5. Marnie; each one of you would have your own display, so I don’t see why you’d huddle around one iPhone.

    Platypus; it would be possible to plug glasses into the iPhone so that the text is overlaid over the movie screen.

    It is true that this iPhone alternative isn’t as good as captioned access, for now anyway. The difference is that captioned access will always be limited, whereas “Bring Your Own” opens up all screenings at all times so that it is no longer a factor at all.

    In view of being able to provide better options for the future, I would be much more interested in theatres providing time synchronised captioning because that is the raw data that other solutions would also be able to use.

    For that reason, I’m not supportive of captioning or the current demands, as it does not open up any other possibilities and uses up the goodwill that would have been needed to push for more viable options in the future.

    So if the power is here now, I’d suggest completely dropping all your demands for special screenings, captioning of movies, rear-window captioning and everything else that you know about. Push for access to the data, so that numerous individual solutions can be created for each and every individual.

  6. Steve – who said I would buy an Iphone for each of my children? What if they are not old enough?
    What of people who are not comfortable with technology, especially the older generation?
    What if a deaf child is too young to manage with such fiddly equipment or needs bigger print than can be accessed on an Iphone?

    And why are we forking out our money again for the right to access cinemas by having to buy the technology?

    I know this is all hypothetical but needs to be looked at.

  7. Steve

    You’re talking out of that little brown thing in your nether region. Whether you have captions onscreen or via rear window or on your phone it means the Cinemas must introduce and pay for the technology. Same difference same objective.

    Disagreeing is one thing but disagreeing to try and prove you are above and beyond everyone is another. Sorry old chap but you have only succeeded in looking like a chump.

    May the protest be the first of many and show that deaf people, blind people and all people with a disability are fed up with being branded a cost when in reality they contribute far more than they take.AND THAT IS IN MONETARY TERMS AND NOT JUST IN SPIRIT AND HUMAN TERMS!!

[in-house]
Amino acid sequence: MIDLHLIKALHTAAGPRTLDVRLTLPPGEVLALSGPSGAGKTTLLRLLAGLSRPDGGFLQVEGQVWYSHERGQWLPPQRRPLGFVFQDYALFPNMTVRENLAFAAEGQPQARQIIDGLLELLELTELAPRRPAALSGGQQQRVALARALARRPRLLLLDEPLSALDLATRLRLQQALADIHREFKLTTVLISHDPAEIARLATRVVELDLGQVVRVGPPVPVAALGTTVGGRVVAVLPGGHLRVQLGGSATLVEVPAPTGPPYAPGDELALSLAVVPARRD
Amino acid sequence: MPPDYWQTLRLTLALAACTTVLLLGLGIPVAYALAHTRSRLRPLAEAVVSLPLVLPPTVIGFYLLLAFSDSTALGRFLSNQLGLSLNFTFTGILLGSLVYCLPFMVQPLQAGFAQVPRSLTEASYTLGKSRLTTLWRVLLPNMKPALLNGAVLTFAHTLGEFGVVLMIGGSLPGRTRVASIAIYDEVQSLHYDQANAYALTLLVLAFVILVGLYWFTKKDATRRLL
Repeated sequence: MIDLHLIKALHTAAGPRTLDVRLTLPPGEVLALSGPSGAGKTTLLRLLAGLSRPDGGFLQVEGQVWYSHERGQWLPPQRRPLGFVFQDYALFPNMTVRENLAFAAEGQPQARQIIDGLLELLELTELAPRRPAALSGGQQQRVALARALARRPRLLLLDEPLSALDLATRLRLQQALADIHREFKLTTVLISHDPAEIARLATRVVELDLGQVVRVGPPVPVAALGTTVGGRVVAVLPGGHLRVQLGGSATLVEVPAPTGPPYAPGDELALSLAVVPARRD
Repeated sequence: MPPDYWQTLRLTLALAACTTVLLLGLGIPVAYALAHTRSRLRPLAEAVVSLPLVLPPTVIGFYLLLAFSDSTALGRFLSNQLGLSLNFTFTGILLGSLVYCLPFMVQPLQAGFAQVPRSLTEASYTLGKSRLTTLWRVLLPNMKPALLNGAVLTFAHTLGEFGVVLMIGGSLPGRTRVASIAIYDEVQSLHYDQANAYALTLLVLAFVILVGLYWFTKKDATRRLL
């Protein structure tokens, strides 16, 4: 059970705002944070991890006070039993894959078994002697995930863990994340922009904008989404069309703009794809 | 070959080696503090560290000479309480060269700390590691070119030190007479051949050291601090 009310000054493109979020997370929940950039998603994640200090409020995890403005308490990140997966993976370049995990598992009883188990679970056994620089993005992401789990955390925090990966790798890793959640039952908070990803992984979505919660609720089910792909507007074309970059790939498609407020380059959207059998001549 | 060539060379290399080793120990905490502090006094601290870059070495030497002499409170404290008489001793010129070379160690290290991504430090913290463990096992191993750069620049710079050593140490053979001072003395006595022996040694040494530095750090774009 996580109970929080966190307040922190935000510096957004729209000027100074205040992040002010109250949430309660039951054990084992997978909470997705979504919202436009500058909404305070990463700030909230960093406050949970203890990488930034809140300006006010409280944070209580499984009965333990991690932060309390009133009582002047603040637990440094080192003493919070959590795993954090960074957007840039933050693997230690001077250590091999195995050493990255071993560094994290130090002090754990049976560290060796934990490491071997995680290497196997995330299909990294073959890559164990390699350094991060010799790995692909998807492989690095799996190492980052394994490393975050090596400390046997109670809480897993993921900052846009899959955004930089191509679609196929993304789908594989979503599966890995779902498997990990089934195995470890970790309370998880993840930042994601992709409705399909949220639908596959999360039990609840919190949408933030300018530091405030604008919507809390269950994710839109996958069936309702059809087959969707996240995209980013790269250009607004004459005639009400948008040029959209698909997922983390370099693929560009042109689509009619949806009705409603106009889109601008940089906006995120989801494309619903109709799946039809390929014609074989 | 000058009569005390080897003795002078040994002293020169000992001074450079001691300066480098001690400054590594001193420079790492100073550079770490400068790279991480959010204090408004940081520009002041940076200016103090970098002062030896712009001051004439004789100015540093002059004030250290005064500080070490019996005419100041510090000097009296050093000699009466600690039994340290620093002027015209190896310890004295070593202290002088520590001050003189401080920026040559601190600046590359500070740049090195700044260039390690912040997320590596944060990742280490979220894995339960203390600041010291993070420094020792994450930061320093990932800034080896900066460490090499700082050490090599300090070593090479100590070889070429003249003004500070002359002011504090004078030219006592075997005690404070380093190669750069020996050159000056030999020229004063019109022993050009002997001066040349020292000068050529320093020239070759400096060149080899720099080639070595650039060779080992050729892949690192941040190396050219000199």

8. Gazza; yes, that’s right. The cinemas need to pay for organising and providing the real time captioning data. They could also pay for loan iPods if everyone does not already have a device to display the data.

    Once again, you’re rushing so fast to the insult that you miss the point of what I’m saying. That is not my loss, and I’m sure you’re determined that it is not your loss either. That’s great for both of us.

    Where people lose out is that you’re wasting your time on obsolete crap that will help only deaf people for a short time, instead of a real solution that helps everyone for a long time.

    It would be amusing to compare technical qualifications, rather than the decibel levels of who can scream the loudest. I’m sure you’d win the latter, if that’s any consolation.

  9. Steve, it is you who is missing the point of this protest.

    It is not about technology or who pays for it. It is about Deaf, Hearing Impaired and disabled people, missing out on access to captioned films.

    It is an expression of frustration at the media cartel that says it wants to make access happen, but continually drags its feet.

    Your point about the technology is more appropriate in a discussion about The Best Ways To Create Access or Best Ways To Provide Captioning.

    This protest is about missing out, despite the technology being available ALREADY!

  10. And thank you Tony for speaking from the right part of your anatomy. The word ACCESS .. whatever way is best is what you need to heed Steve. No where has anyone suggested what technology to use only that access be provided.